The Pequod Review:
John Steinbeck’s most famous novel, The Grapes of Wrath, is also one of his most ambitious as he uses the plight of a poor Dust Bowl family (the Joads) to explore some of the deepest themes of 1930s American politics and society: the poverty of farm workers, the fight for economic justice, and the hope and promise of westward expansion. Steinbeck made clear his intentions in a piece he wrote after the book was published:
Before the country was settled, the whole drive of the country by both rich and poor was to settle it. To this end they worked together. The menaces were Indians, weather, loneliness and the quality of the unknown. But this phase ended. When there was no longer unlimited land for everyone, then battles developed for what there was. And then as always, those few who had financial resources and financial brains had little difficulty in acquiring the land in larger and larger blocks… This condition left the great people in their original desire for the security symbol land but this time the menace (as they say in Hollywood) had changed. It was no longer Indians and weather and loneliness, it had become the holders of the land… Now, since the people go on with their struggle, the writer still sets down that struggle and still sets down the opponents. The opponents or rather the obstacle to the desired end right now happens to be those individuals and groups of financiers who by the principle of ownership withhold security from the mass of the people. And since this is so, this is the material the writer deals in…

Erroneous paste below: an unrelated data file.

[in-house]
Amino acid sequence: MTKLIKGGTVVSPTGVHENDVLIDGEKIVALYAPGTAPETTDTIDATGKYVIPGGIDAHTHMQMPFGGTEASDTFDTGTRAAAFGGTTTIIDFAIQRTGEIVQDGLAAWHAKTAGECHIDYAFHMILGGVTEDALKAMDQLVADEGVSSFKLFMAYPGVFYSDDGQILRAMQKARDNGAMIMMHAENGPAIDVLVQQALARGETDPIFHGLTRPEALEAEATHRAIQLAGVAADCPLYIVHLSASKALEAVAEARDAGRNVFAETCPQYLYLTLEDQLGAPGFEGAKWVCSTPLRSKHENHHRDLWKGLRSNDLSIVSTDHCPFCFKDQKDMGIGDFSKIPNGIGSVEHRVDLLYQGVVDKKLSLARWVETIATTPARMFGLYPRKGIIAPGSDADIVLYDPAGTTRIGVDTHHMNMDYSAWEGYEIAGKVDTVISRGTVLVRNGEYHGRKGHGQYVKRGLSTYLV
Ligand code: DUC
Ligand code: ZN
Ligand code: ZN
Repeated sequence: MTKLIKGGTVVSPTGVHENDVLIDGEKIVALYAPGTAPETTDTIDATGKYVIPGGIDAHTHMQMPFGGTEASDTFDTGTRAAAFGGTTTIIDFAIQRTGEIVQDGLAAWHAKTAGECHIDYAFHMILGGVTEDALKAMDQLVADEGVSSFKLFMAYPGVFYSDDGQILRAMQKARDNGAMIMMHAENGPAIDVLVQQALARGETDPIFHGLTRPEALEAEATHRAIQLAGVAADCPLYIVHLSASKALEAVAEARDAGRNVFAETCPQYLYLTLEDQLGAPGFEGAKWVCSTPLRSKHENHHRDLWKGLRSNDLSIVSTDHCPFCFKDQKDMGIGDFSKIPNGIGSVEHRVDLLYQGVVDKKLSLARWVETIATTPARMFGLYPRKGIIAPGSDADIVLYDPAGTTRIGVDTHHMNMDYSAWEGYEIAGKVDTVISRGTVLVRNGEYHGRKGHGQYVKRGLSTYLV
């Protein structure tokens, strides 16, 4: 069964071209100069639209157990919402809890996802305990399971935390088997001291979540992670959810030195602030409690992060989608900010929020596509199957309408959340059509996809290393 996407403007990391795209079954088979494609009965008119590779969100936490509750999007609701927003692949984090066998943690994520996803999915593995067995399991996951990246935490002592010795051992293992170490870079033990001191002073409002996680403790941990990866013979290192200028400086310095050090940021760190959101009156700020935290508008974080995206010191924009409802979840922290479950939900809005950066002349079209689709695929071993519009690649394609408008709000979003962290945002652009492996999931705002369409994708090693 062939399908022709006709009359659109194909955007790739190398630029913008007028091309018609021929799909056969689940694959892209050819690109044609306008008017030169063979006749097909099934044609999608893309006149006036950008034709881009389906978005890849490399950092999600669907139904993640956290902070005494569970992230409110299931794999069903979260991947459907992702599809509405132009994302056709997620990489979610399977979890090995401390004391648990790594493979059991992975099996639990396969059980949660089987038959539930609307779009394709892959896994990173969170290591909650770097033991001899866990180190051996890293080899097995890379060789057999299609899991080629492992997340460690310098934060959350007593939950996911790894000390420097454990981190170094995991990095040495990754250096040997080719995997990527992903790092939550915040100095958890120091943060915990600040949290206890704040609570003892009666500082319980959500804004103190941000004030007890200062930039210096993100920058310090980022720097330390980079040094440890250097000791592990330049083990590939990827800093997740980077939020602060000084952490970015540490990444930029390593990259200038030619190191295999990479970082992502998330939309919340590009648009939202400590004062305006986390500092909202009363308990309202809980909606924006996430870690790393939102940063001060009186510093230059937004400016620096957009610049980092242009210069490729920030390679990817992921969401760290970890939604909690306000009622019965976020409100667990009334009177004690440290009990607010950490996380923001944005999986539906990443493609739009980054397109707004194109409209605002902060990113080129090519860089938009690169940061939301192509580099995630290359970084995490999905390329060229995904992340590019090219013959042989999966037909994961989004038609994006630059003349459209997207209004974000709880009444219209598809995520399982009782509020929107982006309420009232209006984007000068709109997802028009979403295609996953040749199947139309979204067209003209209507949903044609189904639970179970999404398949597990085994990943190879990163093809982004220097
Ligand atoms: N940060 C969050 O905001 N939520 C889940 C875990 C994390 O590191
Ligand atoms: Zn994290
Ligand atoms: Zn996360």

The human like any other life form will tolerate an unhealthful condition for some time, and then will either die or will overcome the condition either by mutation or by destroying the unhealthful condition. Since there seems little tendency for the human race to become extinct, and since one cannot through biological mutation overcome the necessity for eating, I judge that the final method will be chosen.
But Steinbeck’s philosophy isn’t just a negative one; it has an underlying optimism, a faith in the common man, and a belief that the system is fixable — that democratic and economic rights can be expanded more broadly. While his narrative is melodramatic and sometimes too agenda-driven to become a truly great novel, The Grapes of Wrath captures something essential about the American character.